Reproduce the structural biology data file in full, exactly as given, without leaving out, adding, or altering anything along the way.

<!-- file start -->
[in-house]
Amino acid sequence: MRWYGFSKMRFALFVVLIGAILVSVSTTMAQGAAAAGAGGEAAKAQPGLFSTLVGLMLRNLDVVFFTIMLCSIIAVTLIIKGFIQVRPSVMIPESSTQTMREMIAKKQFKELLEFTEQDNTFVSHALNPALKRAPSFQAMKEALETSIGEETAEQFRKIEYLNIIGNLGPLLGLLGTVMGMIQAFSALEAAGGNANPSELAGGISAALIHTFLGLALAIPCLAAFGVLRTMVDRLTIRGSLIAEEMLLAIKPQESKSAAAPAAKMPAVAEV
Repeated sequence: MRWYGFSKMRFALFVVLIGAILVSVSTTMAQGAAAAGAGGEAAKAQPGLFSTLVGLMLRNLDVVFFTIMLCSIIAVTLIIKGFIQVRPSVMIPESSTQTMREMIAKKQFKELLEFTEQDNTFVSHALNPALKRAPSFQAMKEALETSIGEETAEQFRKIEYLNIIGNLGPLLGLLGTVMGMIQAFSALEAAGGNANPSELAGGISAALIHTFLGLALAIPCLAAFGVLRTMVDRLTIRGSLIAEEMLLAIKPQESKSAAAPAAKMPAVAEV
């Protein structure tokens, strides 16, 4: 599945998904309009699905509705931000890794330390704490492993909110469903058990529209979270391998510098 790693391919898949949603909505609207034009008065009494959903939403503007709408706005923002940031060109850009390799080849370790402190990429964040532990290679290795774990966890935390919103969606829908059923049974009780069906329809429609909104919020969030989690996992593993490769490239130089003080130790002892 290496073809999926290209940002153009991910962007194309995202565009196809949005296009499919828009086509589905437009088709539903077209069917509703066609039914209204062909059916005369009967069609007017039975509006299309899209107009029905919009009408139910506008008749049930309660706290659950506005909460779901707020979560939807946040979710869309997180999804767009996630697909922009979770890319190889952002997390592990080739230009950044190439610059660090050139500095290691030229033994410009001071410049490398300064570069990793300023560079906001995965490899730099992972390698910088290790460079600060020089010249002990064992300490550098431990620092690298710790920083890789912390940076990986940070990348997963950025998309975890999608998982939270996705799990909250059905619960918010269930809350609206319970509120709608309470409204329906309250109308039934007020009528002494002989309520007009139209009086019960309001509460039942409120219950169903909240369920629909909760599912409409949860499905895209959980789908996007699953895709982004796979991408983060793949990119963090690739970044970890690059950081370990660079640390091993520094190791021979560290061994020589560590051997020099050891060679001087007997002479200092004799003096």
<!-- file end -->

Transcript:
[in-house]
Amino acid sequence: MRWYGFSKMRFALFVVLIGAILVSVSTTMAQGAAAAGAGGEAAKAQPGLFSTLVGLMLRNLDVVFFTIMLCSIIAVTLIIKGFIQVRPSVMIPESSTQTMREMIAKKQFKELLEFTEQDNTFVSHALNPALKRAPSFQAMKEALETSIGEETAEQFRKIEYLNIIGNLGPLLGLLGTVMGMIQAFSALEAAGGNANPSELAGGISAALIHTFLGLALAIPCLAAFGVLRTMVDRLTIRGSLIAEEMLLAIKPQESKSAAAPAAKMPAVAEV
Repeated sequence: MRWYGFSKMRFALFVVLIGAILVSVSTTMAQGAAAAGAGGEAAKAQPGLFSTLVGLMLRNLDVVFFTIMLCSIIAVTLIIKGFIQVRPSVMIPESSTQTMREMIAKKQFKELLEFTEQDNTFVSHALNPALKRAPSFQAMKEALETSIGEETAEQFRKIEYLNIIGNLGPLLGLLGTVMGMIQAFSALEAAGGNANPSELAGGISAALIHTFLGLALAIPCLAAFGVLRTMVDRLTIRGSLIAEEMLLAIKPQESKSAAAPAAKMPAVAEV
């Protein structure tokens, strides 16, 4: 599945998904309009699905509705931000890794330390704490492993909110469903058990529209979270391998510098 790693391919898949949603909505609207034009008065009494959903939403503007709408706005923002940031060109850009390799080849370790402190990429964040532990290679290795774990966890935390919103969606829908059923049974009780069906329809429609909104919020969030989690996992593993490769490239130089003080130790002892 290496073809999926290209940002153009991910962007194309995202565009196809949005296009499919828009086509589905437009088709539903077209069917509703066609039914209204062909059916005369009967069609007017039975509006299309899209107009029905919009009408139910506008008749049930309660706290659950506005909460779901707020979560939807946040979710869309997180999804767009996630697909922009979770890319190889952002997390592990080739230009950044190439610059660090050139500095290691030229033994410009001071410049490398300064570069990793300023560079906001995965490899730099992972390698910088290790460079600060020089010249002990064992300490550098431990620092690298710790920083890789912390940076990986940070990348997963950025998309975890999608998982939270996705799990909250059905619960918010269930809350609206319970509120709608309470409204329906309250109308039934007020009528002494002989309520007009139209009086019960309001509460039942409120219950169903909240369920629909909760599912409409949860499905895209959980789908996007699953895709982004796979991408983060793949990119963090690739970044970890690059950081370990660079640390091993520094190791021979560290061994020589560590051997020099050891060679001087007997002479200092004799003096």